Photo by Dan Balmer/Peninsula Clarion The view of north beach from Eric Hansen Scout Park in Kenai Sunday. The city council amended and passed a resolution for fee charges to the dipnet fishery.

Photo by Dan Balmer/Peninsula Clarion The view of north beach from Eric Hansen Scout Park in Kenai Sunday. The city council amended and passed a resolution for fee charges to the dipnet fishery.

Kenai adjusts dipnet fees

  • By DAN BALMER
  • Sunday, April 6, 2014 10:05pm
  • News

As the Kenai River personal use fishery has grown over the years, the City of Kenai has had to adapt with it.

In an effort to clarify confusion on the fishery use fee structure, the Kenai City Council amended and approved a resolution to enact fee changes for the 2014 personal use fishery at the April 2 meeting.

Finance director Terry Eubank said one of the biggest misunderstandings people had last year was how a vehicle parking fee was not included in the camping fee.

For parking at both the north and south beaches users paid $20 from midnight to midnight. For participants with a vehicle or two all-terrain vehicles, camping is now defined as overnight parking with a cost of $55. Combining vehicle parking and camping fees into one fee is expected to eliminate the confusion, he said.

Eubank said he saw the young adults who operated the fee shacks bullied by fishery users over because of the confusion with fees.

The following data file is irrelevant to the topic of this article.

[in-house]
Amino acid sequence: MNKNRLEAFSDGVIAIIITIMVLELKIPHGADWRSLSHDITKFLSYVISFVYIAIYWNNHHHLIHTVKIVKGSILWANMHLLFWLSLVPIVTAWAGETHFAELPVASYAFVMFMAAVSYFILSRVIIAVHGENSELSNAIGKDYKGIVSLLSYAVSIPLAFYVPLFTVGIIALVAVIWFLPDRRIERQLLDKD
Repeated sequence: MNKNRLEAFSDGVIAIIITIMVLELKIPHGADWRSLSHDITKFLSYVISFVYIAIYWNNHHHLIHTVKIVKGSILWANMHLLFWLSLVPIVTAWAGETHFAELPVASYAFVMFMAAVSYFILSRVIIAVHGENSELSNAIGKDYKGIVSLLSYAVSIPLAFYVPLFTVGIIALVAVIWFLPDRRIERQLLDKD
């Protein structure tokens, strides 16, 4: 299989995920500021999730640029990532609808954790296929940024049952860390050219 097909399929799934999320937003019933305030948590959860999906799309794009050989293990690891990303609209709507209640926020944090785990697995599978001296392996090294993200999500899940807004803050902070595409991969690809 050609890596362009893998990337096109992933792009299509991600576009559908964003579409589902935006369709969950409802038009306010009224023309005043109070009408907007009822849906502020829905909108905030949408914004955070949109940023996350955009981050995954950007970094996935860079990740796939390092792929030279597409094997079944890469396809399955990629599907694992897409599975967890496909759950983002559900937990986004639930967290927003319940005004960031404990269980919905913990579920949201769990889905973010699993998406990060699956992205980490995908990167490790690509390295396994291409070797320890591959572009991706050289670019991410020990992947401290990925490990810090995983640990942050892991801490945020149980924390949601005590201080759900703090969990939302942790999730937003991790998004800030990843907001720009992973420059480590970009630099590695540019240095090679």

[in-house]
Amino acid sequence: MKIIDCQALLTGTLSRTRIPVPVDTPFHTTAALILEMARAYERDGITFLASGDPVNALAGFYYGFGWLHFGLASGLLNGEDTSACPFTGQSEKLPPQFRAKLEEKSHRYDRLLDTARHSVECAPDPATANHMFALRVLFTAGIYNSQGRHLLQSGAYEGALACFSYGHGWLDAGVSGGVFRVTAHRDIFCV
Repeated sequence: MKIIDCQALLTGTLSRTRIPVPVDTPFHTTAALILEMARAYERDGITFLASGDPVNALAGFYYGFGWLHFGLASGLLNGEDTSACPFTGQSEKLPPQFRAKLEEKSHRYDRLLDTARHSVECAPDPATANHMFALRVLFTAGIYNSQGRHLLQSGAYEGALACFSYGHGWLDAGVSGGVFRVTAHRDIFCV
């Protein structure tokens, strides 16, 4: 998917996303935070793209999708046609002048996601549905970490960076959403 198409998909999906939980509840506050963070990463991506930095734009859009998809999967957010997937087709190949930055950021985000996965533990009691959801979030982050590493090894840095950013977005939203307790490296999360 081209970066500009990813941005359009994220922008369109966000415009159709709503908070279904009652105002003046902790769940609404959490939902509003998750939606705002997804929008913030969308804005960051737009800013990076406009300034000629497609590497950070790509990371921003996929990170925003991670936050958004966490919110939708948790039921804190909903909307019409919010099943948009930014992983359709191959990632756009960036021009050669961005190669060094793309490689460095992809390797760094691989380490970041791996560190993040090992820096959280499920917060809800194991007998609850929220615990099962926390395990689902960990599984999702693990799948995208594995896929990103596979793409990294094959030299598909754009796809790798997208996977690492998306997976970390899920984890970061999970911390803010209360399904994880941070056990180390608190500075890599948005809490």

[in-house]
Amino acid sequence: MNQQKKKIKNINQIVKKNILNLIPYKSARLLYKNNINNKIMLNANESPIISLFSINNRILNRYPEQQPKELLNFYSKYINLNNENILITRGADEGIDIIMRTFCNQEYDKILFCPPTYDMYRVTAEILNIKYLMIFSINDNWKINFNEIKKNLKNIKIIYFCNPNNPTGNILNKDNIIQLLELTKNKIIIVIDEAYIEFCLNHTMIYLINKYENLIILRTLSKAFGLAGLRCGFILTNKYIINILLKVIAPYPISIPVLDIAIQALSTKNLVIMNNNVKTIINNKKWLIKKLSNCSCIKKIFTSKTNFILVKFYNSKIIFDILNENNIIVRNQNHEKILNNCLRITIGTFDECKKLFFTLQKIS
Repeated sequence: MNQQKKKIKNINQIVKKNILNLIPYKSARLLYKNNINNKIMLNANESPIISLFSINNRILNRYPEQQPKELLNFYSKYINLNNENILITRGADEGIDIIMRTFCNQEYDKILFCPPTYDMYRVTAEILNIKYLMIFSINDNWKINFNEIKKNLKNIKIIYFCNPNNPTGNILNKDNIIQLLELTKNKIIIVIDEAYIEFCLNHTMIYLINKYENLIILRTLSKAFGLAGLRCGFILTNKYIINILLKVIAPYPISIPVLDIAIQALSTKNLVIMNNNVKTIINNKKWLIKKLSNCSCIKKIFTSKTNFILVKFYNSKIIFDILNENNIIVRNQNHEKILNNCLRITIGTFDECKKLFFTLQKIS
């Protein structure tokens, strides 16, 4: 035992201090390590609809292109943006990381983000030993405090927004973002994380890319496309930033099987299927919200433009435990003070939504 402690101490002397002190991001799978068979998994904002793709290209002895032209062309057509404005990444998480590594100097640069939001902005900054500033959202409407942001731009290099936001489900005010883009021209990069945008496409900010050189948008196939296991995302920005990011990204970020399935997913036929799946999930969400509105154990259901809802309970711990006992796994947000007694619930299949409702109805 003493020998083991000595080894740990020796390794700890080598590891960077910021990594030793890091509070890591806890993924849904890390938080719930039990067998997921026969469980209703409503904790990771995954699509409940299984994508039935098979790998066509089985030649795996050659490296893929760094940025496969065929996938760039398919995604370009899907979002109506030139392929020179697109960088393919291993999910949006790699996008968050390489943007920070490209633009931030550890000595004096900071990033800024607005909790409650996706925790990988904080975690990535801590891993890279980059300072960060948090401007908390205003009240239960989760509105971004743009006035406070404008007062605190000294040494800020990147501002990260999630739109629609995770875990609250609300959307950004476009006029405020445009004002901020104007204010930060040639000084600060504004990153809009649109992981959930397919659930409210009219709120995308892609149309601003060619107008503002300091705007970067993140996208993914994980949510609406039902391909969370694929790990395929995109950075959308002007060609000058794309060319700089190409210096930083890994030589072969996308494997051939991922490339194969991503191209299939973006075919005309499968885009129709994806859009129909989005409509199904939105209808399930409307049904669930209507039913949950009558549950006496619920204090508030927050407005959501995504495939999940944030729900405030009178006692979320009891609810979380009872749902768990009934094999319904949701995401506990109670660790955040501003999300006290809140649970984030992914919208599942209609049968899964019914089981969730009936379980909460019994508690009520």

One of the proposals the council were at odds with was the addition of a $10 vehicle or all-terrain vehicle drop-off or pick-up fee.

City Manager Rick Koch said over the last few years the city has became aware of users being dropped off and avoiding paying fees for use of city services. The intention of having a drop-off fee is to make sure everybody who uses the dipnet services are charged accordingly, he said.

With more users being dropped off, another benefit would be a reduction of congestion on city streets caused by vehicles parking, he said.

Council member Ryan Marquis said he would have a hard time supporting a drop-off fee because it could be charging the wrong people. He asked why charge drivers dropping off dipnet users for using city services, if the drivers may not be using the services themselves. He said it is easy to lose sight of all the benefits in sales tax the city receives from the influx of fishery users.

“We need to try to figure out ways to take advantage, not take it for granted,” he said. “We want people to spend money while they’re here and share with the private sector, not all with the government.”

The council amended and approved fees, rates and charges for the 2014 personal use fishery by a 7-1 vote. Marquis cast the lone no vote.

Boyle motioned to delete the $10 drop-off fee. The council voted 6-2 to remove the $10 fee. Mayor Pat Porter and council member Brian Gabriel voted against the amendment to remove the drop-off fee.

Gabriel said the city is close to a break-even point in running the fishery. The city expends money before the fishery even starts without knowing how the season will pan out, he said. If the city doesn’t cover the expenses, the residents could be stuck to cover the costs.

Gabriel said over the years dipnet users have found creative ways to avoid fee stations. With Kenai residents making up only 5 percent of all dipnet users, he said he didn’t think it is fair for them to subsidize the cost.

“We have higher participation rates but are generating less revenue,” he said. “If we don’t cover our expenses, City of Kenai residents foot the bill and I don’t think they should have to do that.”

Koch said it is the city’s intention to collect more fees from all participants, not to increase the price of fees.